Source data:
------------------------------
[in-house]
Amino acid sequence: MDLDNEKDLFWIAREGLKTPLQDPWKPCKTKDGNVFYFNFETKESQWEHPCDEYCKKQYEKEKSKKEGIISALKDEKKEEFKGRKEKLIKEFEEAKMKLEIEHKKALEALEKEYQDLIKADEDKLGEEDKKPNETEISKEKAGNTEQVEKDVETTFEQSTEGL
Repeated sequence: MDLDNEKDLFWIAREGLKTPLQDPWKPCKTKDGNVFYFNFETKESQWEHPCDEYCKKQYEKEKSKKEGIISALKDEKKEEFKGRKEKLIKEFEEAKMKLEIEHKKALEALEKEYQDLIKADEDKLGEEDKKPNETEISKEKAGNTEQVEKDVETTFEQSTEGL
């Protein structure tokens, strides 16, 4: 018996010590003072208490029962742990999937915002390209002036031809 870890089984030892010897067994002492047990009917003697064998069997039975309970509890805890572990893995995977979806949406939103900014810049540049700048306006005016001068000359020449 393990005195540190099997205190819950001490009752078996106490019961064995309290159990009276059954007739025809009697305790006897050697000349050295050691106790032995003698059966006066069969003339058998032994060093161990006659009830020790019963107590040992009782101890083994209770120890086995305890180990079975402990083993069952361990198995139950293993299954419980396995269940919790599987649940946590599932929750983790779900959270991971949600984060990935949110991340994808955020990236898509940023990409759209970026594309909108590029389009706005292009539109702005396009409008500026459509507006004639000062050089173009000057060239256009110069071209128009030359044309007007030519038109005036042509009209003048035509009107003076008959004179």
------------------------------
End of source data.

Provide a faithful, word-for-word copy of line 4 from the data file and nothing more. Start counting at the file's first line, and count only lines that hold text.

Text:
């Protein structure tokens, strides 16, 4: 018996010590003072208490029962742990999937915002390209002036031809 870890089984030892010897067994002492047990009917003697064998069997039975309970509890805890572990893995995977979806949406939103900014810049540049700048306006005016001068000359020449 393990005195540190099997205190819950001490009752078996106490019961064995309290159990009276059954007739025809009697305790006897050697000349050295050691106790032995003698059966006066069969003339058998032994060093161990006659009830020790019963107590040992009782101890083994209770120890086995305890180990079975402990083993069952361990198995139950293993299954419980396995269940919790599987649940946590599932929750983790779900959270991971949600984060990935949110991340994808955020990236898509940023990409759209970026594309909108590029389009706005292009539109702005396009409008500026459509507006004639000062050089173009000057060239256009110069071209128009030359044309007007030519038109005036042509009209003048035509009107003076008959004179």